The White House report on the attempted underwear-bomb attack by Umar Farouk Abdulmutallab (pictured) on a Delta airliner during Christmas contains a lot of praise for America’s “counter-terrorism community” — in the summary, their “excellent analytic work” is lauded, and it is asserted that this work has saved many lives in circumstances “many of which the American people will never know about.”
Nonetheless, the report admits that Abdulmutallab was allowed on the flight due to “human errors and a series of systematic breakdowns.”
The report claims that the U.S. “had sufficient information” to “potentially” keep Abdulmutallab off the plane. “Watchlisting personnel” with access to his record, it suggests, did not find information that met “the minimum derogatory standard to watchlist” — that is, they were able to get to some info, but this “did not result in them uncovering the biographical information” that would have put him on the No Fly List.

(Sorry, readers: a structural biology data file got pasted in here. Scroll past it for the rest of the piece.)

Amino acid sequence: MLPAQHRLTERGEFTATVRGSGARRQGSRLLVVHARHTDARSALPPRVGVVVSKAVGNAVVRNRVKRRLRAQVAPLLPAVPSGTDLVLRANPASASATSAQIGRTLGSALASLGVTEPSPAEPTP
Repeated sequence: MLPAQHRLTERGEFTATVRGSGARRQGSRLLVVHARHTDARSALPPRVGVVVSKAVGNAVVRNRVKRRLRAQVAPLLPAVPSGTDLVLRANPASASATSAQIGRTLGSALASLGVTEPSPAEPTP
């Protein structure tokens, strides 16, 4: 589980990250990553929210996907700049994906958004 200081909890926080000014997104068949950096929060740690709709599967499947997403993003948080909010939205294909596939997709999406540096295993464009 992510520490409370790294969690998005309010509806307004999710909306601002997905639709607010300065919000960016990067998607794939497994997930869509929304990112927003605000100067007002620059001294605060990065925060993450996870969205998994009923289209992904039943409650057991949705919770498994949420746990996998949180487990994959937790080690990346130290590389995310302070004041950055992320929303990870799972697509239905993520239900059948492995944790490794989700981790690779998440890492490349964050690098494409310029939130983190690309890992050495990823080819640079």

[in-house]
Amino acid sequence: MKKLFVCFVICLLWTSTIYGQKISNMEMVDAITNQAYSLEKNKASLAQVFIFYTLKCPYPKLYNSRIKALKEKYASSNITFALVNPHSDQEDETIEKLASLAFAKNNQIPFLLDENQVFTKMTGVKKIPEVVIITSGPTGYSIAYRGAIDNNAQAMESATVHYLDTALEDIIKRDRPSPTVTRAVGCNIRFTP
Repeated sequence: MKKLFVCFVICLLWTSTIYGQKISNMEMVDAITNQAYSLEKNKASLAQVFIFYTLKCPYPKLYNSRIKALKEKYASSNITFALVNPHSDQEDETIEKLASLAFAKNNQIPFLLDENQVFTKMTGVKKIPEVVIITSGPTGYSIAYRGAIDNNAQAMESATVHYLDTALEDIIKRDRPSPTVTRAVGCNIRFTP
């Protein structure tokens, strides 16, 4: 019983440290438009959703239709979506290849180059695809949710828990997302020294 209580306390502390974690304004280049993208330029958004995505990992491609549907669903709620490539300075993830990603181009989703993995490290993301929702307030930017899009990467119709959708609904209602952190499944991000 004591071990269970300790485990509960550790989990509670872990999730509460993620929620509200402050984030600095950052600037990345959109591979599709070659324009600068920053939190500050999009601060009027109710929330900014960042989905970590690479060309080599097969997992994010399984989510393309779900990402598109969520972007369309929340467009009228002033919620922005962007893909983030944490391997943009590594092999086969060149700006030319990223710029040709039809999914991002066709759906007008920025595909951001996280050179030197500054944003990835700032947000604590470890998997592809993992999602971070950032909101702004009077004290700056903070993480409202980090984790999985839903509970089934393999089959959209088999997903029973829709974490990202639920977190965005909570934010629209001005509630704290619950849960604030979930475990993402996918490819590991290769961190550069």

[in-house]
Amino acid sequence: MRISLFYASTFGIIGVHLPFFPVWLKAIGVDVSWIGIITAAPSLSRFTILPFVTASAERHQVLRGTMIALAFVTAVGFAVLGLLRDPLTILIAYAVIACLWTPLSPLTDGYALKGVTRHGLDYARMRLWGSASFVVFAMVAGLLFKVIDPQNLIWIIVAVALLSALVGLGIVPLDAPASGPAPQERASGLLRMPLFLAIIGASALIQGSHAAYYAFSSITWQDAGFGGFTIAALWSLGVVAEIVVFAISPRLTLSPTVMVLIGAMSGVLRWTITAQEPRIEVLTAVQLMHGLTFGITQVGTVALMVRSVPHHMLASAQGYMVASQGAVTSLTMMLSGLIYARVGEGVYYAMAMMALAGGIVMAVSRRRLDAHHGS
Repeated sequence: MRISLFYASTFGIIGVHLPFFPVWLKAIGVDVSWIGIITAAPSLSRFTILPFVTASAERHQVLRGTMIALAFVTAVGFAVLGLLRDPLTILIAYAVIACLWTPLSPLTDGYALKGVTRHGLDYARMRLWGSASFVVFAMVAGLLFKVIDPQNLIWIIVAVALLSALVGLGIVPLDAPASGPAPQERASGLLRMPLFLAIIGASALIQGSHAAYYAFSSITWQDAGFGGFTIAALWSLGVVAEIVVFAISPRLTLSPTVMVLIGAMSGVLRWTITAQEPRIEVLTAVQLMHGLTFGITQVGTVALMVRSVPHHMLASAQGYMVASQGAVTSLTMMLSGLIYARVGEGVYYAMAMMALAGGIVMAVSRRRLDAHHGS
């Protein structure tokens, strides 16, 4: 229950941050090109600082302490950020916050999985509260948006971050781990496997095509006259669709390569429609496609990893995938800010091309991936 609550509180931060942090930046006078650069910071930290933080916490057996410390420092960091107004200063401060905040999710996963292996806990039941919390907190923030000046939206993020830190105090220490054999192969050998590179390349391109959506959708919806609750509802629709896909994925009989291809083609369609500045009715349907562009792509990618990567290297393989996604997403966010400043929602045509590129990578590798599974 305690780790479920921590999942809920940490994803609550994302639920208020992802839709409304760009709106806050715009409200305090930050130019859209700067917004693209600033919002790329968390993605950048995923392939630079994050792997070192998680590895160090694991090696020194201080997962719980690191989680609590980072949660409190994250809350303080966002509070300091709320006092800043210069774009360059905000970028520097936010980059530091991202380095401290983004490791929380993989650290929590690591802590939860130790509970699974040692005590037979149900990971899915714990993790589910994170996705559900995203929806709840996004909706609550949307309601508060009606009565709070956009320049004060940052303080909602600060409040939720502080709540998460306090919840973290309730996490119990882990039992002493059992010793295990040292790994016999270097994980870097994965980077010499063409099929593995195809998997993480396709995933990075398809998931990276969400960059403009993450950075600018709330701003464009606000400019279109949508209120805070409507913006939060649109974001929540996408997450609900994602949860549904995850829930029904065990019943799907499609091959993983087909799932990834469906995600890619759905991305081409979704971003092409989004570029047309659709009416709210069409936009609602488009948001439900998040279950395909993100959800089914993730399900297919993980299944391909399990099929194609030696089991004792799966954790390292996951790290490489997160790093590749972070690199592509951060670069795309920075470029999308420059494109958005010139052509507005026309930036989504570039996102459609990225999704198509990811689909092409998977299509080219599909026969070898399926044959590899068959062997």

Also, there was “delayed dissemination of a finished intelligence report,” as well as “incomplete/faulty database searches” pertaining to Abdulmutallab. As a result, though all the dots were at hand, “the dots were never connected.”
The solution: reviews! The State Department will review its visa processes; Homeland Security will come up with new screening and aviation security recommendations; National Intelligence will make a better org chart so everyone knows who’s responsible for what, and “accelerate” and “ensure” some other stuff; CIA will “issue guidance” and “strengthen procedures”; etc.
There will also be “interagency reviews” to make sure the various parties responsible for national security will be better able to get each other the necessary dots as they roll in.